Sometimes fate or serendipity puts you together. After Grandma's Marathon five years ago, I had a good race and was sitting on a deck just past the finish line. I struck up a conversation with a younger woman and we both commented on how happy we were with our respective races. We ran in to each other again after she had met up with her boyfriend in the beer tent, and discovered that we were both planning to attend a Twin Cities Marathon anniversary party at Minnehaha Park the following week. After meeting again at that event, and exchanging e-mails, we scheduled our first run together, up and back on Wirth Parkway. I planned out an eight mile route, and took note where each mile was. We had a great run and, while she trains on her own for the week, we have met almost every Sunday morning for our "recovery" runs since then. She has since gotten married, had a baby, and yet we continue our tradition. She is reliable.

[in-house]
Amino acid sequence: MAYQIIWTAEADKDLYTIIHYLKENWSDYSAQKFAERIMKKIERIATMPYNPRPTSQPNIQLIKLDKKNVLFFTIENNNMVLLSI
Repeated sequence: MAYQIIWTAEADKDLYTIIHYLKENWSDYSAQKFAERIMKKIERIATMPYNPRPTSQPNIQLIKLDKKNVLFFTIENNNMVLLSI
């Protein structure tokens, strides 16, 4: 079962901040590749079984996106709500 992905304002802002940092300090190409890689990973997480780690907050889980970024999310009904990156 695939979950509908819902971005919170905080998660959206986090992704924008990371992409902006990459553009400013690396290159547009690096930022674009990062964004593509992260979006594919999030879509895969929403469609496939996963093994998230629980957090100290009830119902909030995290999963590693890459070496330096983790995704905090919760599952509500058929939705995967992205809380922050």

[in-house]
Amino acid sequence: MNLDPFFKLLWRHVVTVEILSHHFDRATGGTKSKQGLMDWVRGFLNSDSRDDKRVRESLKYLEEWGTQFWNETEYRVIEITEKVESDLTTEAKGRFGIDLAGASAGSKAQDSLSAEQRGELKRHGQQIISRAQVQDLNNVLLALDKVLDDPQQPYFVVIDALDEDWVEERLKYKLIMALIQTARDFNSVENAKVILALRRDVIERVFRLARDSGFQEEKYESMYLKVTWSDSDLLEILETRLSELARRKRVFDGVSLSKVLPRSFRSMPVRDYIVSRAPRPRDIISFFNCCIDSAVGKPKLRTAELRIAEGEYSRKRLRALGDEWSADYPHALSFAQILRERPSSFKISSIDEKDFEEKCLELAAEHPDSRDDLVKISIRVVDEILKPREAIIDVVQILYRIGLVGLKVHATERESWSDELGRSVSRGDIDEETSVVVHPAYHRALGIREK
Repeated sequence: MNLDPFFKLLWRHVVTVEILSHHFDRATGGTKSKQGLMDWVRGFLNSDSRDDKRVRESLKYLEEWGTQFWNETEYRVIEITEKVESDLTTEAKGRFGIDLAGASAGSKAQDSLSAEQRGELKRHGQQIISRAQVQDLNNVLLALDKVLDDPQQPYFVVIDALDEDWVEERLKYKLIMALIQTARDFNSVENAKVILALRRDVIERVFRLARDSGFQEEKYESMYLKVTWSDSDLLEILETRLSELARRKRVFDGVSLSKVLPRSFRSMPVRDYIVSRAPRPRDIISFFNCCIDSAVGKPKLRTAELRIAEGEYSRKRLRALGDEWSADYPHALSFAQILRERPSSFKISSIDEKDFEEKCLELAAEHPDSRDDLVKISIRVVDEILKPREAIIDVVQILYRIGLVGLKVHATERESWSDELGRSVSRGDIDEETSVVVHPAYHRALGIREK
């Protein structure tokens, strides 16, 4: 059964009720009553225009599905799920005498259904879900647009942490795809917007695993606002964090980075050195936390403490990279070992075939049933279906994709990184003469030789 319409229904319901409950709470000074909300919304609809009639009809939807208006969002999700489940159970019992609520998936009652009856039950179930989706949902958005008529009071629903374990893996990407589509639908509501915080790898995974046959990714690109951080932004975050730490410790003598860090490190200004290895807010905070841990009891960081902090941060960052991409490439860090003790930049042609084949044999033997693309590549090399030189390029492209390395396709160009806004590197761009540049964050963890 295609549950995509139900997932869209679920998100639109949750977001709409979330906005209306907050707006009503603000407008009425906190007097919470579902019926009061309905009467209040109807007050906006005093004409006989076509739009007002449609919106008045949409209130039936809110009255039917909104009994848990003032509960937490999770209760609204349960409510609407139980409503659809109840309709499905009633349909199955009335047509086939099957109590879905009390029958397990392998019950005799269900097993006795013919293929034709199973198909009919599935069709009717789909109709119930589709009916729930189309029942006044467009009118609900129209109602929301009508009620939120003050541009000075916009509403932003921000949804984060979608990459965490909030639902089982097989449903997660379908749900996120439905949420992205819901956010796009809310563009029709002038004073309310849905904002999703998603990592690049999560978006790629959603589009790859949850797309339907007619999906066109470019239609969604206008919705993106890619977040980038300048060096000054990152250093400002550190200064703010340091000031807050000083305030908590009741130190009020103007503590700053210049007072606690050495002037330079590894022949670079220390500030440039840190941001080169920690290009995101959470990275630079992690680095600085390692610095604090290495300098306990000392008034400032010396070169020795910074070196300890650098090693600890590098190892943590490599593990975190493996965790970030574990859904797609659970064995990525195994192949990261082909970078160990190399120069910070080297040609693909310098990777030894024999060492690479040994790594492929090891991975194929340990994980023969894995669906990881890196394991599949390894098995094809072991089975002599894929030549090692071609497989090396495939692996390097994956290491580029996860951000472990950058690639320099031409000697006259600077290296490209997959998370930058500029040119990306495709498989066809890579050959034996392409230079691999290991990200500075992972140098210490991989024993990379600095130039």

What do you look for in a running partner?
Wednesday, February 16, 2011
Leave it to my son to point out the obvious: visiting with him at the wine store last weekend, he looked at me and said "you're not in the shape you've been in". Darn! I thought I was the only one in on my secret. The bitter cold, a calf injury, travel, a funeral, and a lingering head cold have all left me "off track", and out of shape. My too infrequent runs with my morning running partner also revealed that she was on to me over a month ago. How this all happened is easy to explain with all the excuses I just listed. Turning it around is hard, in that one has to resist the urge to catch up on your mileage too quickly and end up injured, and set realistic goals that will show steady progress and are attainable.